g8rmomx2 said...

Hi c.c. and all,

Easy puzzle, enough said, Dennis said it all!

On the positive side, I don't think anyone would miss the word "wen" when clued as Sebaceous syst, lol!

Have a great day everyone!

Clear Ayes said...

Good Morning All, Yes, it was an easy puzzle. Other than a couple of the theme songs, the only answer I hadn't seen clued before was ABYSMAL.

I got a smile when I saw 44A LEONA. I thought of her yesterday as an example of a high maintenance woman, but forgot to include her. She said, “Only little people pay taxes.” and spent some time in prison for tax evasion. Here's her mug shot.

No matter what, we do learn fascinating chunks of information here. Thanks to Dick for filling us in on Punxsutawney.

I am in awe of somebody who is capable of a 300 game. Congratulations, Boomer.

carol said...

Good morning C.C. and friends.

B is for Boring! I can't even get excited that I did the puzzle in "Dennis" time without going to the G-spot or c/w dict. Poo, guess I'll wait like everyone else for tomorrow's quip or quote. Maybe we all will be pleasantly surprised.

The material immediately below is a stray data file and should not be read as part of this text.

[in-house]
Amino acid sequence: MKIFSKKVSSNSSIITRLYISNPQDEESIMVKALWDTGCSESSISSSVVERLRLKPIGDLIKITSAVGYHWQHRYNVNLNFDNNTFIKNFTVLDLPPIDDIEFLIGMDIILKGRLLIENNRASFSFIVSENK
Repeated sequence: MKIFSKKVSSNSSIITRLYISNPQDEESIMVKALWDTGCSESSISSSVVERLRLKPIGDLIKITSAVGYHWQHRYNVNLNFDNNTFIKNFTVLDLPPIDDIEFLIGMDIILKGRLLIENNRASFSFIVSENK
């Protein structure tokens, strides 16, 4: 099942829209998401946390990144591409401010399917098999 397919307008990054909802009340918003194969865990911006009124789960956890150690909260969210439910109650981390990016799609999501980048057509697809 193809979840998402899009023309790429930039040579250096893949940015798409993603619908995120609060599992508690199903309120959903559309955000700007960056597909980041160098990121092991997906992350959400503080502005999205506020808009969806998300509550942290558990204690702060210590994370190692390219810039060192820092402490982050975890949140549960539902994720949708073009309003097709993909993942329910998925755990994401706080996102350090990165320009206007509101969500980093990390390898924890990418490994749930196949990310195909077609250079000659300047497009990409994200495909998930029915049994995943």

Way to go Boomer..congrats!!!

I just ordered "Memoirs of a Geisha" from the library...I know I have read it, but it was so long memory is not "superb" - it's probably in a "vacuum" from lack of C/W stimulation.

Auntie Naomi said...

Good Afternoon C.C. and Co.,

C.C., Franz Welser-Möst did say that the effects of music on brain development are very real and well-documented. However, doctors and scientists do not know precisely how the effects are achieved. There is on-going research taking place around the world to try to figure it out. The other gentleman who spoke was Dr. Ali R. Rezai, one of the leading researchers in this fascinating field. Dr. Rezai is one of the editors of this, soon-to-be-released, very expensive book.

DoesItinInk said...

I have nothing to add to the chorus of those who bemoaned this unchallenging puzzle.

@Dick: Great information on Punxsutawney and the Wojak!

I read Memoirs of a Geisha ages ago and enjoyed it very much. I saw the movie too, which though visually stunning, was only so-so and perhaps a bit confusing to anyone who had not read the book first. cc: I loved your picture of a modern day geisha! It was a wonderful juxtaposition of the traditional and very modern.

My mother just called me this morning to let me know that she is back in her house after a week without power. When she left her house to stay with friends, she left her faucets dripping, so there were no burst pipes or frozen lines. Now she has only to have someone to come in to clear out the trees and branches that broke off into her yard. This is a great relief!

Clear Ayes said...

All of us who are "of a certain age" certainly appreciate today's Words of Wisdom.